Every year, BibleGateway.com—the world’s most visited Christian website—publishes a list of the most read Bible verses on its website. The list always includes a number of familiar Bible verses (Proverbs 3:5–6; Psalm 23:4; 1 Corinthians 13:4; Romans 12:1–2; Philippians 4:6, 13; Romans 8:28; Jeremiah 29:11). But it will come as no surprise to you that, consistently, the most read verse on BibleGateway.com is perhaps the most loved verse in the Bible: John 3:16.
Bruce Milne calls John 3:16 “the best-known and most often preached text in the entire Bible. It is a masterly and moving summary of the gospel, cast in terms of the love of God.” Luther referred to it as “the Bible in miniature.” It is arguably the greatest verse in the Bible—because it neatly encapsulates the greatest truth in the Bible: the gospel of the Lord Jesus Christ.
But as beloved as it is, this verse is frequently misunderstood. Often, people read of God’s love for “the world” as encapsulating the wideness of his love. Missions appeals are built on this verse, urging people to go everywhere because Christ’s love reaches everywhere. But while the Bible certainly teaches the broadness of God’s love, that is not the focus of John 3:16. This verse focuses our attention, rather, on the depth of his love.
When we read of “the world” in John’s Gospel, we read of a system that is opposed to God. It always carries a negative connotation in this Gospel. For example, Jesus identified these rebellious people who hate and reject him as “the world” (14:17). He condemned the Pharisees as “of the world” (8:23), identified the devil as “the ruler of this world” (14:20), and identified his followers as “not of the world, just as I am not of the world” (17:16).
As Skye Jethani summarises, “Jesus uses ‘the world’ as a shorthand to describe everything evil, wicked, and in rebellion against God and his character.” When John describes Jesus’ sacrificial love for the world, therefore, he is “not saying God’s love is remarkable because of its wideness, but that God’s love is astonishing because of the world’s wickedness.”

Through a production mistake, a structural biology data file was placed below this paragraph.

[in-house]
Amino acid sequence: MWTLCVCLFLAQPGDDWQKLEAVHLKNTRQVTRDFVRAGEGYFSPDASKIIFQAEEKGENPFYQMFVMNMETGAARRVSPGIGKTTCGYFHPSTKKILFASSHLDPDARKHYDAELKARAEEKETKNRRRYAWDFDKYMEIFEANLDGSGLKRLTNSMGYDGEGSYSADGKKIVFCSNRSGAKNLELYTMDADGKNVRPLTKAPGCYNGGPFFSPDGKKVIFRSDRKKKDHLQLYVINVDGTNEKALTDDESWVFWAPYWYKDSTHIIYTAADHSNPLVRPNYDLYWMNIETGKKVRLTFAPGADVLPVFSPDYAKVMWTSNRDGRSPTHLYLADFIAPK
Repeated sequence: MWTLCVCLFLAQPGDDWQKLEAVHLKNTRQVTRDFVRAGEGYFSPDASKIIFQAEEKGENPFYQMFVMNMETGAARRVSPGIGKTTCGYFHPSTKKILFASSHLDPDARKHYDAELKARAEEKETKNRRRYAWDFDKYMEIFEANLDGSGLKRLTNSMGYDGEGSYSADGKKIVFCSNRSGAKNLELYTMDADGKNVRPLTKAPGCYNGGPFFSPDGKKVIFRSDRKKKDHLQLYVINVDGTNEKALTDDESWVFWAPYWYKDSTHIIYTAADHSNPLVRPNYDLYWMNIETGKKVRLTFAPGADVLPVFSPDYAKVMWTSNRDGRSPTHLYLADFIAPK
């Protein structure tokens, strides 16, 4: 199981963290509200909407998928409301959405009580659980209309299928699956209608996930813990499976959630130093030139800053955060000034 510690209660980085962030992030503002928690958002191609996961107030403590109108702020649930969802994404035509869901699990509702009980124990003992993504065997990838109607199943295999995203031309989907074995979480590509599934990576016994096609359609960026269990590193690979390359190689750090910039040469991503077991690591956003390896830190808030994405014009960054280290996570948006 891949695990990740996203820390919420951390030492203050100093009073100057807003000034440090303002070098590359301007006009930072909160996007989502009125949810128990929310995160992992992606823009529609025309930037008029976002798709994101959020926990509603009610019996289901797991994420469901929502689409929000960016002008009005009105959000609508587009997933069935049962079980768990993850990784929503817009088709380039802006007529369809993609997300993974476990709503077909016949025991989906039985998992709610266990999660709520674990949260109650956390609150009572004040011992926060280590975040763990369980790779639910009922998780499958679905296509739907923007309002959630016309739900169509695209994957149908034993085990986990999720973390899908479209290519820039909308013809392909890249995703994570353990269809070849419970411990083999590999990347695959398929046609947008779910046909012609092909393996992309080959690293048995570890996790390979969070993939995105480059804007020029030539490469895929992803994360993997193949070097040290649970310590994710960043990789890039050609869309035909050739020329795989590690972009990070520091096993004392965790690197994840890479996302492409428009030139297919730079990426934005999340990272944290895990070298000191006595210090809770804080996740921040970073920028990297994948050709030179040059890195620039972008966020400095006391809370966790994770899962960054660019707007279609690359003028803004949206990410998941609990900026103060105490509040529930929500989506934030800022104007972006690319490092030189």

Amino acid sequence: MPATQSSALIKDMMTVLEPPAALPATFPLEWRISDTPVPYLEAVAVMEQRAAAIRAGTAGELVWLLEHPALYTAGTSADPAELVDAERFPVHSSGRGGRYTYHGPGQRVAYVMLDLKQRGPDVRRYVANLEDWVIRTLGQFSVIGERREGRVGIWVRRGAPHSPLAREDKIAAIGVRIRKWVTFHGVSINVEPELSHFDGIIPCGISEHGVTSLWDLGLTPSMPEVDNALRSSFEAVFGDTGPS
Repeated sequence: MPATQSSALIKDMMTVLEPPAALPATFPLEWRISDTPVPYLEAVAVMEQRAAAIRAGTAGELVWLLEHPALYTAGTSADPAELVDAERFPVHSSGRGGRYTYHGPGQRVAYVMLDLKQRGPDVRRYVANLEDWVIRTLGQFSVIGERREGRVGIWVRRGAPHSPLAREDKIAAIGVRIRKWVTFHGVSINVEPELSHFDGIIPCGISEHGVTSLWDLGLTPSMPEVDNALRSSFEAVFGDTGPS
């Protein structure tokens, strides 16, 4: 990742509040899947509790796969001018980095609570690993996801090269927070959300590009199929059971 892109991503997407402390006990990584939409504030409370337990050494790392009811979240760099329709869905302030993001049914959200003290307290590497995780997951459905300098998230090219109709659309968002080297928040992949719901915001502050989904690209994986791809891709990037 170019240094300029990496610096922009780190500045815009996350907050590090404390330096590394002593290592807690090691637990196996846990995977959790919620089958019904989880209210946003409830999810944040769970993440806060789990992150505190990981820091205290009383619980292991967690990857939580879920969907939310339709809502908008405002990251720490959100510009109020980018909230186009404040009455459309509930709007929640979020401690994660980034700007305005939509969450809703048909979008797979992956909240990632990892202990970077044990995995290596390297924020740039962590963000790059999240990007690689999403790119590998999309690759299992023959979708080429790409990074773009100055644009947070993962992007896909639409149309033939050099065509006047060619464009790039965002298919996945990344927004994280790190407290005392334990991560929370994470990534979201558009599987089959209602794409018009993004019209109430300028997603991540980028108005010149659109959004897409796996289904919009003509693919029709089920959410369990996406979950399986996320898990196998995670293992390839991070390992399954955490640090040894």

All week long, we have been considering God’s great love for us and our only appropriate response of love to him. What greater way to conclude this brief series of considerations than with the greatest love verse in all of Scripture? And how marvellous to consider that God’s love is demonstrated in the face of our utter rebellion and wickedness. The message of the gospel is that Christ Jesus sacrificed himself for a world steeped in utter wickedness and rebellion. There was nothing attractive to God about the world, and yet he loved the world anyway.
It can be truly disheartening to witness the depths to which people will sometimes stoop in their rebellion against God. If we are honest, it can be disheartening to see the depths to which we will sometimes stoop in our rebellion against God. The message of John 3:16 is that God’s love is deeper than our wickedness. His love is displayed in sacrifice despite our wickedness.
As you go about your day, reflecting once again on God’s amazing love in Christ, meditate on his love in the face of your wickedness. Realise that the immensity of his love is displayed not primarily in its breadth but in its depth. John 3:16 is testimony to God’s sacrificial love in the face of our utter wickedness. Thank God for his great love displayed at the cross, and commit to live with greater love to him than ever before.